The value of the impedances connecting the inputs to the buffer amplifiers 42 are not critical and are typically within 100 to 106 ohms. Such values are chosen because low resistances, although resulting in faster operation, consume more power. (If the neural network is implemented in software, clearly such restraints are not present.) For the example of proximity effect, the resistors in the first layers are all identical. By this initial procedure the input to each active device within row 42 is a voltage which is an average sum of the incident exposure dose falling on a ring at a particular radius. The output of each active device from this first group is then directed through a variable impedance again typically having an impedance ranging between 100 and 106 ohms to a second device group which in this embodiment is a current summing amplifier. By setting values of these variable impedances, an appropriate weighting of scattering seen at the central pixel of, for example, the 19×19 array is determined. These variable weights are established by adjusting the variable impedances until the matrix yields the same answer as established in the previously described iterative process for the prototypical sample. Thus, through an empirical process the neural network parameters are established.
During determination of dose adjustment factors for an actual photomask, the neural network with its previously established impedance values is employed. The dose required at each pixel is determined by loading the values in the 19×19 matrix around that pixel into the input of the pre-established neural network with the output of the neural network corresponding to the adjusted dose. The next pixel adjacent to this initially calculated pixel is then calculated by shifting the new pixel into each of the 19 shift registers, corresponding to a shift in the input pattern by 1 pixel, as shown in FIG. 5. The process continues until all the adjustment factors are obtained. Typical time periods for this determination on arrays having 32,000 pixels is 13 sec compared to 4 hours as described for the analytical process. The adjusted values thus determined are then utilized to control the exposure process as a desired photomask process having the desired accuracy specified for computation of the prototypical sample is manufactured.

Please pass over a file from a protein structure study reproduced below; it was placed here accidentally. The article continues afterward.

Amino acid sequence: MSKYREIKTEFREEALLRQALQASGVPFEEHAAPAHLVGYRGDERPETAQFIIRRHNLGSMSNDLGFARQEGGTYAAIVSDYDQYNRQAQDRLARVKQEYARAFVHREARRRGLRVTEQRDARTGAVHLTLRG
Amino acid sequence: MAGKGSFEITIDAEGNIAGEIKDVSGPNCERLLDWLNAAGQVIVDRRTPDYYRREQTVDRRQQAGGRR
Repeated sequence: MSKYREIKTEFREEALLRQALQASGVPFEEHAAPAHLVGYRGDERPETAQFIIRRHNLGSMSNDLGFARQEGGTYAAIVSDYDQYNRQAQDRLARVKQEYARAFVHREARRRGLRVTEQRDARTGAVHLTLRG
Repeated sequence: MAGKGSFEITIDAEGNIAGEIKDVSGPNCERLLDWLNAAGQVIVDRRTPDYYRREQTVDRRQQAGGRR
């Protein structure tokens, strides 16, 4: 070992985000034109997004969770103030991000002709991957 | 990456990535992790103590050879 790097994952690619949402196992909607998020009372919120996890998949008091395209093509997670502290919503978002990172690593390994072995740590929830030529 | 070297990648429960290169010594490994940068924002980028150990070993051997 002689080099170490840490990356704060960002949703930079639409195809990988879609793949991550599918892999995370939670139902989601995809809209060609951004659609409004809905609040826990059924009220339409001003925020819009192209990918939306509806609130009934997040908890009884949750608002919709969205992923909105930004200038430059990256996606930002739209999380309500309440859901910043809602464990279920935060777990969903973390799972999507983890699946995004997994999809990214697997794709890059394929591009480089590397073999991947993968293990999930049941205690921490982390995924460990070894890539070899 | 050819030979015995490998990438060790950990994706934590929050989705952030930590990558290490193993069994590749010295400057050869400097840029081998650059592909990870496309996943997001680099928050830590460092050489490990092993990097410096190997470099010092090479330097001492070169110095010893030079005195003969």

A corresponding procedure to establish the configuration of a neural network for any manufacturing process utilizing a prototypical sample is possible. The established neural network solution is utilized to adjust the fabrication procedure so that enhanced results relative to an unadjusted process is obtained. The following examples are illustrative of the improvements associated with such adjustments.
Two arrays of information were needed to perform the computation. The first was the proximity function, PRX(x,y), a two dimensional array that describes the scattering characteristics of the electron beam. This first array was computed by Monte-Carlo techniques. The size of this array depended on the range (in pixels) of the scattering. A range encompassing 95% of the total area under the proximity function generally gave acceptable results. Thus, the array PRX(x,y) was defined from x=-RANGE to x=+RANGE, and similarly for y. The overall dimension of this array, then was (2×RANGE+1) by (2×RANGE+1).